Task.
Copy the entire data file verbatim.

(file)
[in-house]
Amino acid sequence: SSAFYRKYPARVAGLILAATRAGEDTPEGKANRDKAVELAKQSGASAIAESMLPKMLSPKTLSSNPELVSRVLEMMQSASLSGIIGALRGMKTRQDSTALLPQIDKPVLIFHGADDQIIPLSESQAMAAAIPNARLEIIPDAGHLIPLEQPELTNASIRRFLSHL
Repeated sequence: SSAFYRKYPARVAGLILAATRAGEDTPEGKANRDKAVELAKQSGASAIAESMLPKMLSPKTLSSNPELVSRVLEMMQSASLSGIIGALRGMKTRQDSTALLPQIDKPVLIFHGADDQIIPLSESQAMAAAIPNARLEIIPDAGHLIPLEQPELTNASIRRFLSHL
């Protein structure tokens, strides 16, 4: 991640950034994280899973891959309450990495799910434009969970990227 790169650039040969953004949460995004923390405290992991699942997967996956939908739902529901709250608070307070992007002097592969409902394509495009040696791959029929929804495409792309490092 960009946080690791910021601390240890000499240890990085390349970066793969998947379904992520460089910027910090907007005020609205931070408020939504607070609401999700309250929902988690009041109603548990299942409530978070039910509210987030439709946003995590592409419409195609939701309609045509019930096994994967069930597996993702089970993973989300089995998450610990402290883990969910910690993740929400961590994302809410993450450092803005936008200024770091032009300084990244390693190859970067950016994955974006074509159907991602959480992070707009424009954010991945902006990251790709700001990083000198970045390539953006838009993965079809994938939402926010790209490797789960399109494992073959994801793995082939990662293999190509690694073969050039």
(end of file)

[in-house]
Amino acid sequence: SSAFYRKYPARVAGLILAATRAGEDTPEGKANRDKAVELAKQSGASAIAESMLPKMLSPKTLSSNPELVSRVLEMMQSASLSGIIGALRGMKTRQDSTALLPQIDKPVLIFHGADDQIIPLSESQAMAAAIPNARLEIIPDAGHLIPLEQPELTNASIRRFLSHL
Repeated sequence: SSAFYRKYPARVAGLILAATRAGEDTPEGKANRDKAVELAKQSGASAIAESMLPKMLSPKTLSSNPELVSRVLEMMQSASLSGIIGALRGMKTRQDSTALLPQIDKPVLIFHGADDQIIPLSESQAMAAAIPNARLEIIPDAGHLIPLEQPELTNASIRRFLSHL
């Protein structure tokens, strides 16, 4: 991640950034994280899973891959309450990495799910434009969970990227 790169650039040969953004949460995004923390405290992991699942997967996956939908739902529901709250608070307070992007002097592969409902394509495009040696791959029929929804495409792309490092 960009946080690791910021601390240890000499240890990085390349970066793969998947379904992520460089910027910090907007005020609205931070408020939504607070609401999700309250929902988690009041109603548990299942409530978070039910509210987030439709946003995590592409419409195609939701309609045509019930096994994967069930597996993702089970993973989300089995998450610990402290883990969910910690993740929400961590994302809410993450450092803005936008200024770091032009300084990244390693190859970067950016994955974006074509159907991602959480992070707009424009954010991945902006990251790709700001990083000198970045390539953006838009993965079809994938939402926010790209490797789960399109494992073959994801793995082939990662293999190509690694073969050039």